I don’t usually leave Daddy for long. But this time a series of work commitments — and a high school reunion — means I’ll stay away from home for 19 days. Although my sister Linda is going to be with Daddy for most of that time, it’s still very hard to leave knowing he may change a great deal while I’m away, and that he will probably feel less safe and secure without my presence. He doesn’t always know I am his daughter, but on a deep, basic level he knows me. While my head knows I’m doing the sensible thing, my heart is twisted in sadness.
When I scheduled this trip, I didn’t realize I would miss Father’s Day with Dad. I have put a great deal of effort into spending holidays with my parents, especially over the past five years of intensive caregiving. Mother’s Day was hard this year with Mom gone; I was so glad I spent it with her last year. Now I’m going to miss spending Father’s Day with my dad. I can’t help wondering if this could be Dad’s last one, or — with his Alzheimer’s disease progressing more rapidly since Mom died — if next year he won’t appreciate being showered with love and gifts and attention.
But that thought led me to this realization: Every day is Father’s Day for me. I honor my Dad and “be-gift” him every day. I give him the things that mean the most to him right now: my constant time, attention, devotion, care, consideration and deep love and affection. I surround him with the gift of music. I do my best to arrange his days to ease his stress and anxiety as it becomes more difficult for him to navigate daily life. I have rearranged my life to ensure he feels secure and loved and is well cared for, even if I’m not providing the care all the time. I have done for him what he did for me.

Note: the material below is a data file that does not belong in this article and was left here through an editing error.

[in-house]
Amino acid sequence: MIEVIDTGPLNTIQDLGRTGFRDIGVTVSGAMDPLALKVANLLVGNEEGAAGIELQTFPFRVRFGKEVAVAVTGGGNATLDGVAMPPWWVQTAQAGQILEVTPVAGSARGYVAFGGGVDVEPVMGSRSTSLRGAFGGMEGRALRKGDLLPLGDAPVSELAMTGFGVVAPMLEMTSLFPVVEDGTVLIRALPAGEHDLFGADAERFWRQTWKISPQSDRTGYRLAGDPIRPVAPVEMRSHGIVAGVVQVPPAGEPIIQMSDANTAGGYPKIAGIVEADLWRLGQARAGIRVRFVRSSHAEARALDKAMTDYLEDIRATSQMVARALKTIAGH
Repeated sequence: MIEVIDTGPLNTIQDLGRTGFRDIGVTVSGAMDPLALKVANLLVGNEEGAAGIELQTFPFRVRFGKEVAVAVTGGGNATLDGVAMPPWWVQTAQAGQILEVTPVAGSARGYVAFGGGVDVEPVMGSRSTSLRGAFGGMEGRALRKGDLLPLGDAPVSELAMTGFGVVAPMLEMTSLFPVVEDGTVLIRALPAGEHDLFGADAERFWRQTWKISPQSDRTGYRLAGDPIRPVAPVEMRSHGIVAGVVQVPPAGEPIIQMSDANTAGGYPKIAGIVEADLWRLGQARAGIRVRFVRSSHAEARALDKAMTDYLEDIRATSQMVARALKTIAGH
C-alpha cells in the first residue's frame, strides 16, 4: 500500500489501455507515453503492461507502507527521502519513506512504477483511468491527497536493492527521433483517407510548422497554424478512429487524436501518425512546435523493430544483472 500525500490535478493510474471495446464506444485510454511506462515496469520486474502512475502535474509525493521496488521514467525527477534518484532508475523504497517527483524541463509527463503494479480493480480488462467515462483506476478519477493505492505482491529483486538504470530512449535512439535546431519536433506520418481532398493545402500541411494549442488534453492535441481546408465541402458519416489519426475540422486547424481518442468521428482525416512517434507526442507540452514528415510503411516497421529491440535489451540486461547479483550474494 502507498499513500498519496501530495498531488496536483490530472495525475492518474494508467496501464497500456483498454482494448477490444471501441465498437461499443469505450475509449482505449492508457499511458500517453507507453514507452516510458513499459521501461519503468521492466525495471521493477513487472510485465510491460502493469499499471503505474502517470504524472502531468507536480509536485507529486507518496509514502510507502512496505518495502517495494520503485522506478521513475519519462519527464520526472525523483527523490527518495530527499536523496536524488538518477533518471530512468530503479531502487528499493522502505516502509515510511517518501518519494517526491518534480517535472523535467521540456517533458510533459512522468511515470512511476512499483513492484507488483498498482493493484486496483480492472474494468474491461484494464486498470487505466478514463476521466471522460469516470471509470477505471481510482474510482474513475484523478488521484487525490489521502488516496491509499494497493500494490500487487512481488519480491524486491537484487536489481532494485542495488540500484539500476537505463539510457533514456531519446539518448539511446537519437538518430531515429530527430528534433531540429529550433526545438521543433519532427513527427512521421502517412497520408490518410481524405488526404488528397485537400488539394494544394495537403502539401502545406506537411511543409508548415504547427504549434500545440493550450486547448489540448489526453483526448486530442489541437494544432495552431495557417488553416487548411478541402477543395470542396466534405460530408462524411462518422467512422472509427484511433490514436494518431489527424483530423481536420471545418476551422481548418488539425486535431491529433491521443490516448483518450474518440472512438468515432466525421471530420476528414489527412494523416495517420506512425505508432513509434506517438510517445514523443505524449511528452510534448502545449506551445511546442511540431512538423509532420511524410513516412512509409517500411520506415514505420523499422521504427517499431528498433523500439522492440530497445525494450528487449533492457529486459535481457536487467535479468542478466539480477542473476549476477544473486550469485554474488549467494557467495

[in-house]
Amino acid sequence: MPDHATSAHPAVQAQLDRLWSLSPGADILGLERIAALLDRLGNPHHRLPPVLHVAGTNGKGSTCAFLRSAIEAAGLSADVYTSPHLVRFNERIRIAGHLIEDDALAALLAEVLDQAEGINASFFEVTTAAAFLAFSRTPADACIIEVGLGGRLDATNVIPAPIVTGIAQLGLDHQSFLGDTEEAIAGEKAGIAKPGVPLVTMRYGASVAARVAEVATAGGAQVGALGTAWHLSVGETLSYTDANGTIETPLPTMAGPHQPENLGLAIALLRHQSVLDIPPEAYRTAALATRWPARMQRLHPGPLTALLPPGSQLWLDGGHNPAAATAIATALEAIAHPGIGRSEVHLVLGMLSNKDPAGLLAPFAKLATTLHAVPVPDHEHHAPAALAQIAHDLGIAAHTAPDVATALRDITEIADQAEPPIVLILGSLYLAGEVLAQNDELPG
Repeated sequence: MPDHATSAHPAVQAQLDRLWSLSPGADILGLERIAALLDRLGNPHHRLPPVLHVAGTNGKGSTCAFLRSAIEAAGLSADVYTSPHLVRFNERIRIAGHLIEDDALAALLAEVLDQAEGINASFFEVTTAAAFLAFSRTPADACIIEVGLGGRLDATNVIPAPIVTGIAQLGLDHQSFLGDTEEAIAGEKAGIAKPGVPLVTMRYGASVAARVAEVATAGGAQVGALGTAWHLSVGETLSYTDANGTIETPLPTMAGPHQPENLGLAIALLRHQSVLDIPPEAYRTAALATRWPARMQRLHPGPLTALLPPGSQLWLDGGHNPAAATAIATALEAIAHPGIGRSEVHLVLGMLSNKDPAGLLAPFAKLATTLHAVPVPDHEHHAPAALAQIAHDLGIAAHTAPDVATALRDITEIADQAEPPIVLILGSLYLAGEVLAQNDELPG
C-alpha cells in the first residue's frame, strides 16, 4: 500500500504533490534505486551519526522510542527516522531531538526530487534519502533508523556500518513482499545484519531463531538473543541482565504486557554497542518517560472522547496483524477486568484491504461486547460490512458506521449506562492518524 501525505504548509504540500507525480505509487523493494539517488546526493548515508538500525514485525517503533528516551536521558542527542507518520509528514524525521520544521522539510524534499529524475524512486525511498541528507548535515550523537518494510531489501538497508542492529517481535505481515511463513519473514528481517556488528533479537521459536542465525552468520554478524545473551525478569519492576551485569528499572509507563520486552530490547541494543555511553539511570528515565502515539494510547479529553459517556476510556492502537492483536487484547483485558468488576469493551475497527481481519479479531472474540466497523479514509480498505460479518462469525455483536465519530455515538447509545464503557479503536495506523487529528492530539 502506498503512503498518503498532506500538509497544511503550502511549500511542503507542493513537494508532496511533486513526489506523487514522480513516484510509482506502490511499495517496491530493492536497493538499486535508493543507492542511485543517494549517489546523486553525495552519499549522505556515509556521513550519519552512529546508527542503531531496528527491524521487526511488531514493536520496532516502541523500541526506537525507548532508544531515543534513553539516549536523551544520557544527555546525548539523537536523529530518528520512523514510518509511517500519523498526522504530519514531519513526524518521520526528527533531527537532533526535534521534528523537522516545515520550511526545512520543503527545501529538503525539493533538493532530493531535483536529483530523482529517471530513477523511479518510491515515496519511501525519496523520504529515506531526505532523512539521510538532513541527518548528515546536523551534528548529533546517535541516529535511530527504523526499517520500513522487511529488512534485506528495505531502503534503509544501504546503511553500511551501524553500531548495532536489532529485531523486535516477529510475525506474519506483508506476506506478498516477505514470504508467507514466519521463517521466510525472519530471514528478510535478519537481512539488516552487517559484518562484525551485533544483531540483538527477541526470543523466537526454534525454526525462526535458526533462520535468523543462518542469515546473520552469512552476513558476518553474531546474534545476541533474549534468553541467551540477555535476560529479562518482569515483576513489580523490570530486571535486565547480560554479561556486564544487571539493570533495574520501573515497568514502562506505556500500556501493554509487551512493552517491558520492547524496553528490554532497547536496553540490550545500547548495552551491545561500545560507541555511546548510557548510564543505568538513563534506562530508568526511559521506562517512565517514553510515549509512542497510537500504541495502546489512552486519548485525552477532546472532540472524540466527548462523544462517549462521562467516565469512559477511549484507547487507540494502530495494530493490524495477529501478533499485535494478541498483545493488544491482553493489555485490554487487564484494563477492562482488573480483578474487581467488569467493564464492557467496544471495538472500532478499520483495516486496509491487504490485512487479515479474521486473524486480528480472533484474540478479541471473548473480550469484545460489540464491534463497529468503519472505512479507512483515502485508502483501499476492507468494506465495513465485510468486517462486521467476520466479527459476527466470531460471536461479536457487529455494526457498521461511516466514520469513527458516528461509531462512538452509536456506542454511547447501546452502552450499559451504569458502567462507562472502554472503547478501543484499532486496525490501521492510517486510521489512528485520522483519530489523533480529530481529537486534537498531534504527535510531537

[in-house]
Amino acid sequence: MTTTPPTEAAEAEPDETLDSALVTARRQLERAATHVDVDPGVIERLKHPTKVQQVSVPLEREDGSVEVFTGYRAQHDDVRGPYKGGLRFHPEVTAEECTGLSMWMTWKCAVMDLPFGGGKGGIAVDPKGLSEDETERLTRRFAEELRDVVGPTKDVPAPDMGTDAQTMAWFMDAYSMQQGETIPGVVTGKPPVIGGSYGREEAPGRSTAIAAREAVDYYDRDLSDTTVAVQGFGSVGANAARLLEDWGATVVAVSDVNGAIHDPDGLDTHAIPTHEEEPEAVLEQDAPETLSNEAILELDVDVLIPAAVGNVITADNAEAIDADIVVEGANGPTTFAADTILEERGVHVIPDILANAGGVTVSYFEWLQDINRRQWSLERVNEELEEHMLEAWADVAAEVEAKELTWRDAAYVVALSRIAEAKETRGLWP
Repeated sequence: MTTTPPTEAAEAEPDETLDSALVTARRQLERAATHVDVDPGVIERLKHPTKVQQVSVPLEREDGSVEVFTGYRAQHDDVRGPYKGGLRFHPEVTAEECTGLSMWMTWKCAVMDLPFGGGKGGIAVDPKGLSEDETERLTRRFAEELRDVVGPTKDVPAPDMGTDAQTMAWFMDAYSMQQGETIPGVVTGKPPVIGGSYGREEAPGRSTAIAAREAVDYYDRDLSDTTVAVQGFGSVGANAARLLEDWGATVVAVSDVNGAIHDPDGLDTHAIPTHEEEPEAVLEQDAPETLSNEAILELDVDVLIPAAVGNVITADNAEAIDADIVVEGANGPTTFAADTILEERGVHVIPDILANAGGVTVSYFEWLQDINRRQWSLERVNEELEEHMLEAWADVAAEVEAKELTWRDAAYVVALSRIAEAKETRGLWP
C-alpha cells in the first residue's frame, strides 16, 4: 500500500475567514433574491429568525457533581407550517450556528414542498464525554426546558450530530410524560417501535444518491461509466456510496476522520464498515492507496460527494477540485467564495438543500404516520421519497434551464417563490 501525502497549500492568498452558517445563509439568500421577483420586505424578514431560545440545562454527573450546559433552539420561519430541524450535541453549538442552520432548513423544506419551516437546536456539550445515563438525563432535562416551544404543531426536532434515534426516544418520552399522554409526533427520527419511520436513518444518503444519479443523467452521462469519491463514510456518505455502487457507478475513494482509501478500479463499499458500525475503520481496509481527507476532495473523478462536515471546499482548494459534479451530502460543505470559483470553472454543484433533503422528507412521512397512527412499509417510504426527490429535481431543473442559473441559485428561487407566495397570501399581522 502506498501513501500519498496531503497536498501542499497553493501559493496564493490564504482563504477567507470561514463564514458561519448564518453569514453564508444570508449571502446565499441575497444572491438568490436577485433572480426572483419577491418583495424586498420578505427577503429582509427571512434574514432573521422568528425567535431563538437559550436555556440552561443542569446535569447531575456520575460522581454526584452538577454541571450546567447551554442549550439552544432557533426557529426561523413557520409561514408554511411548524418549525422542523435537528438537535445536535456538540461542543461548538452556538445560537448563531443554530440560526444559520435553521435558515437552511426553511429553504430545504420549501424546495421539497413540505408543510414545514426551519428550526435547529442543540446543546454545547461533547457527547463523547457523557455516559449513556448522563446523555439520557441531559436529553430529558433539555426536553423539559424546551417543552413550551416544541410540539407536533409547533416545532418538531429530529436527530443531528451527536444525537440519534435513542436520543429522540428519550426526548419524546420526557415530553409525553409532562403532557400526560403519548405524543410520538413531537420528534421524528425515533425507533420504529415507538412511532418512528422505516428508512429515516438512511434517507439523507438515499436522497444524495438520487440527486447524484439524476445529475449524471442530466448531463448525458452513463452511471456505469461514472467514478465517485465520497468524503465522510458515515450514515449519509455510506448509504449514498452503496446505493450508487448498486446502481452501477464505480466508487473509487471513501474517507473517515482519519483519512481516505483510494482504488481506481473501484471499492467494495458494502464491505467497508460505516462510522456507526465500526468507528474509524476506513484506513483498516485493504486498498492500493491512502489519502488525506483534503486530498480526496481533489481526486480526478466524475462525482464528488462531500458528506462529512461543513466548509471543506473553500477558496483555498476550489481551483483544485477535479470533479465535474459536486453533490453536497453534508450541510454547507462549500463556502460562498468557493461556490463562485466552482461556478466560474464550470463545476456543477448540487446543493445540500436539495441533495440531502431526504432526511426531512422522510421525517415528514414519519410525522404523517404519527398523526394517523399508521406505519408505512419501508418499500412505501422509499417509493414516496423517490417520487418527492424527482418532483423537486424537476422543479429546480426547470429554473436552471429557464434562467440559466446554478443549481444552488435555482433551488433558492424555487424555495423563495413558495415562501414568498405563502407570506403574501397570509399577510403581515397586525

I live my love for him.
I am with Daddy the majority of the time, but I can’t be with him every day. I know that I honor both my parents with my work around caregiving. These things make me feel a bit better about missing Dad’s big day. But I still wish I could clone myself.
The day before I left, I told Dad I would be away a long time. He had a very sad moment and said, “Oh no, please don’t go away for a long time!” My heart wrenched when I saw his forlorn look and heard the desperation in his voice. I told him the time would pass quickly, and that I would call him every day. It didn’t seem to make him — or me — feel any better, though.
Later that night, as I went through my bedtime ritual with Daddy, massaging his hands and head with lavender oil, reading to him and saying our prayers, I whispered again that I’d be leaving in the morning for a work trip. I could see that he was fully relaxed and comfortable. He was absorbing my love like a sponge. He smiled and told me to have a good trip. “I’m proud of you, kid,” he said with a grin. My heart simultaneously sang and melted. I’m so proud of you too, Dad.
Amy Goyer is AARP’s family, caregiving and multigenerational issues expert; she spends most of her time in Phoenix, where she is caregiving for her dad who, lives with her. She is the author of AARP’s Juggling Work and Caregiving. Follow Amy on Twitter @amygoyer and on Facebook.